“She was headed south?”
“She always goes the other way on her walks and finishes by coming up the hill. She says it feels good to stretch out at the end of it.”
“Well, I don’t know about that, but I’m sure she was headed down.
Is there anything I can do?”
“Thanks. Not yet. Let me think about it first.”
Tim’s face showed genuine concern. “You know we’re here if you need anything.”
“I do, Tim. Thanks.”
I went back home and stood in the kitchen. “Emma, what do you think? Where the hell is your mom?”
The ninety-pound black and tan animal looked directly at me and twisted her head to the left. “Ah, I wish you could talk, kiddo.”
If Tim saw Jenne go back down the hill, maybe she was going to one of the homes on Saratoga Road. For some reason. To someone’s house, she didn’t know. Sure.
“Emma. Let’s go. Get in the truck.” Before I went entirely off the deep end, I figured a drive around the area might be productive. Maybe Emma could be of some help. Maybe.
We drove slowly down the hill, past Tim and Raye’s house and past the Robinsons, who lived on the opposite corner. Most of the properties were well over an acre. As a result, there weren’t many homes nearby.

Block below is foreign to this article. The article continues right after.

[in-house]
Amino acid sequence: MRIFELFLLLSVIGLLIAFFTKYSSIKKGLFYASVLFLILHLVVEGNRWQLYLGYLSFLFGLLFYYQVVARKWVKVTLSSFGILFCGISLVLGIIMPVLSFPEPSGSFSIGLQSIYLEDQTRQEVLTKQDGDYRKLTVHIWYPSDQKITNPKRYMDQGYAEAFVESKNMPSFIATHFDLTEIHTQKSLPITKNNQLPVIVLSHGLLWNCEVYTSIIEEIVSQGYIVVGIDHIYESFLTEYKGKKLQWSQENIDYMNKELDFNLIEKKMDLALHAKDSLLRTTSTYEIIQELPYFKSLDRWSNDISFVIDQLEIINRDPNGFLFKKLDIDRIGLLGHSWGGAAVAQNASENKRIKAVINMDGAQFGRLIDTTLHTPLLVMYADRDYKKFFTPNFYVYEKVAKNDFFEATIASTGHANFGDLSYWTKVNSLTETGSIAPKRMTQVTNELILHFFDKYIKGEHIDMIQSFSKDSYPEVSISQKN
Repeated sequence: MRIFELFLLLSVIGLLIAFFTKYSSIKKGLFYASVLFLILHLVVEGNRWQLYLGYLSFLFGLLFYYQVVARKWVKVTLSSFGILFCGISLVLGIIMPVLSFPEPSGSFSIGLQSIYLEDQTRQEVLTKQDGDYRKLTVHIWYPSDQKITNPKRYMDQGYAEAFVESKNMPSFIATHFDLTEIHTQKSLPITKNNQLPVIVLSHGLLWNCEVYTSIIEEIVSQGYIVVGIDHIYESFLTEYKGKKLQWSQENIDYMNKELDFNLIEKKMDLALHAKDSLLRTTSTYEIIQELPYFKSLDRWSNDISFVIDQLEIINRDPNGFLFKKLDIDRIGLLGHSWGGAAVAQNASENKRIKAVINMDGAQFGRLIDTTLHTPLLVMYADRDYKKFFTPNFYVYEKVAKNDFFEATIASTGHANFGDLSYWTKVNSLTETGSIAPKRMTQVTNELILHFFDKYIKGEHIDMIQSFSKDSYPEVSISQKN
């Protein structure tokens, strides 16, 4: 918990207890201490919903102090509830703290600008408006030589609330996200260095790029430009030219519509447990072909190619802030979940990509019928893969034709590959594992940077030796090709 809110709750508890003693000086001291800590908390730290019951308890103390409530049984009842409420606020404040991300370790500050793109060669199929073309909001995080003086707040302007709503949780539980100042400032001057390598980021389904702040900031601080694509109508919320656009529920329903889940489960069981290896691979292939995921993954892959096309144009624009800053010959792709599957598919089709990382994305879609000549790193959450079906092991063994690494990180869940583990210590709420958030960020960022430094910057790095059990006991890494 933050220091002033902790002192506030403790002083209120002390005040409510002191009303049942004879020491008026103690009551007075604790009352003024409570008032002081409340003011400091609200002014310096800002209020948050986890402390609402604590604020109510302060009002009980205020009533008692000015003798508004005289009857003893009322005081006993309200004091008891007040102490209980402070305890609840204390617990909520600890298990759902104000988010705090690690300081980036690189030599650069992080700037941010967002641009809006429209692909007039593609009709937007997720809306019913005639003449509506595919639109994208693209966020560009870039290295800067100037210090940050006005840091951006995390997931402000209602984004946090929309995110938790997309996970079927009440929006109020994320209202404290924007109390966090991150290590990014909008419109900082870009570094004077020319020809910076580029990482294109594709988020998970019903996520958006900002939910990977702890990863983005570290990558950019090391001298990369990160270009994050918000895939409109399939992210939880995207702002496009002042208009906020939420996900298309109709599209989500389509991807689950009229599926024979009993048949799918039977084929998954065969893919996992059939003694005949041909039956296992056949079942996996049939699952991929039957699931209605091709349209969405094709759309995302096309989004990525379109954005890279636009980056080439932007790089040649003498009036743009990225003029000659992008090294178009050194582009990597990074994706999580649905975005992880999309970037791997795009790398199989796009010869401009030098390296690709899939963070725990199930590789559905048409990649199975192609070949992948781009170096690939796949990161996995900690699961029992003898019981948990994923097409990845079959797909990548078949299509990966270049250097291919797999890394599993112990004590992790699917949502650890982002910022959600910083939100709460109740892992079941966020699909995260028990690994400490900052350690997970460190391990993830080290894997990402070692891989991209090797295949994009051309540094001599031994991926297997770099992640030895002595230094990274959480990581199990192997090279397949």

After turning right on Saratoga, where there was no traffic, thankfully, we crept as slowly as possible. I rolled down the rear windows in case Emma caught a scent.
We passed three homes. Emma acted as though this was a simple trip to the store. Maybe even treats if she behaved.
On the left was a huge vacant field where sheep occasionally grazed. Beyond that was a long, straight two-track that served as a driveway for a home hidden by tall firs and cedars.
During our walks, we’d always speculate as to who lived there. Occasionally we would see an island car chug and sputter down the drive. Island cars are beaters that nobody would ever take on the ferry. They frequently break down, and hell hath no fury greater than ferry patrons missing the boat because some yahoo couldn’t start their fucking car.
We passed the mailbox and then the driveway. Then Emma went batshit crazy. It was close to nine o’clock when I pulled to the side of the road. I shut the engine off and turned out the lights, and tried everything to get the dog to quiet down, with no success. She had picked up a scent.